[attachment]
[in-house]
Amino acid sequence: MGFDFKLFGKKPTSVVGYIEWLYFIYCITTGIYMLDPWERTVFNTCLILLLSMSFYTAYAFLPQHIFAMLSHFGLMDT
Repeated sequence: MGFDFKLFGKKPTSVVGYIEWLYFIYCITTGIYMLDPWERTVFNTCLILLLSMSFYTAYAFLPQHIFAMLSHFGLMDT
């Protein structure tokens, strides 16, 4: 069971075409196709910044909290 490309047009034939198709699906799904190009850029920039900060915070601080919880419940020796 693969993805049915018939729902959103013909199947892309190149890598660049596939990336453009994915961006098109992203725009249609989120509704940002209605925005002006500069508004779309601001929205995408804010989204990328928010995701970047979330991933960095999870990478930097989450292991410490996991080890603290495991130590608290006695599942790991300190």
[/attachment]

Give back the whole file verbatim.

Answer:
[in-house]
Amino acid sequence: MGFDFKLFGKKPTSVVGYIEWLYFIYCITTGIYMLDPWERTVFNTCLILLLSMSFYTAYAFLPQHIFAMLSHFGLMDT
Repeated sequence: MGFDFKLFGKKPTSVVGYIEWLYFIYCITTGIYMLDPWERTVFNTCLILLLSMSFYTAYAFLPQHIFAMLSHFGLMDT
């Protein structure tokens, strides 16, 4: 069971075409196709910044909290 490309047009034939198709699906799904190009850029920039900060915070601080919880419940020796 693969993805049915018939729902959103013909199947892309190149890598660049596939990336453009994915961006098109992203725009249609989120509704940002209605925005002006500069508004779309601001929205995408804010989204990328928010995701970047979330991933960095999870990478930097989450292991410490996991080890603290495991130590608290006695599942790991300190």